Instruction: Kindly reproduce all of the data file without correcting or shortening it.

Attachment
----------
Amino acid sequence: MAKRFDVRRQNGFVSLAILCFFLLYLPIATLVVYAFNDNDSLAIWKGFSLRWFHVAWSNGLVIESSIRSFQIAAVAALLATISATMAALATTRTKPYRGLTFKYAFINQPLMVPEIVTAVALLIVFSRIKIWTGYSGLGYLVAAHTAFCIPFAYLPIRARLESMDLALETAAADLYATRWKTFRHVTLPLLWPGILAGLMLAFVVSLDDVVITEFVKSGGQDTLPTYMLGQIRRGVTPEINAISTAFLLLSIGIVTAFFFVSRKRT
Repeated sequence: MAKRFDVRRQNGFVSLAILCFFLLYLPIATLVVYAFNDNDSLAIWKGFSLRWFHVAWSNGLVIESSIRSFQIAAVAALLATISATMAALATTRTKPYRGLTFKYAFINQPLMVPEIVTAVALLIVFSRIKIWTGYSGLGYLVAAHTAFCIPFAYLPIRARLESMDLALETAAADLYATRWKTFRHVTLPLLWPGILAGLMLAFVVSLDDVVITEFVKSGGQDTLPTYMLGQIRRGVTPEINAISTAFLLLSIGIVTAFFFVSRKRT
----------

Amino acid sequence: MAKRFDVRRQNGFVSLAILCFFLLYLPIATLVVYAFNDNDSLAIWKGFSLRWFHVAWSNGLVIESSIRSFQIAAVAALLATISATMAALATTRTKPYRGLTFKYAFINQPLMVPEIVTAVALLIVFSRIKIWTGYSGLGYLVAAHTAFCIPFAYLPIRARLESMDLALETAAADLYATRWKTFRHVTLPLLWPGILAGLMLAFVVSLDDVVITEFVKSGGQDTLPTYMLGQIRRGVTPEINAISTAFLLLSIGIVTAFFFVSRKRT
Repeated sequence: MAKRFDVRRQNGFVSLAILCFFLLYLPIATLVVYAFNDNDSLAIWKGFSLRWFHVAWSNGLVIESSIRSFQIAAVAALLATISATMAALATTRTKPYRGLTFKYAFINQPLMVPEIVTAVALLIVFSRIKIWTGYSGLGYLVAAHTAFCIPFAYLPIRARLESMDLALETAAADLYATRWKTFRHVTLPLLWPGILAGLMLAFVVSLDDVVITEFVKSGGQDTLPTYMLGQIRRGVTPEINAISTAFLLLSIGIVTAFFFVSRKRT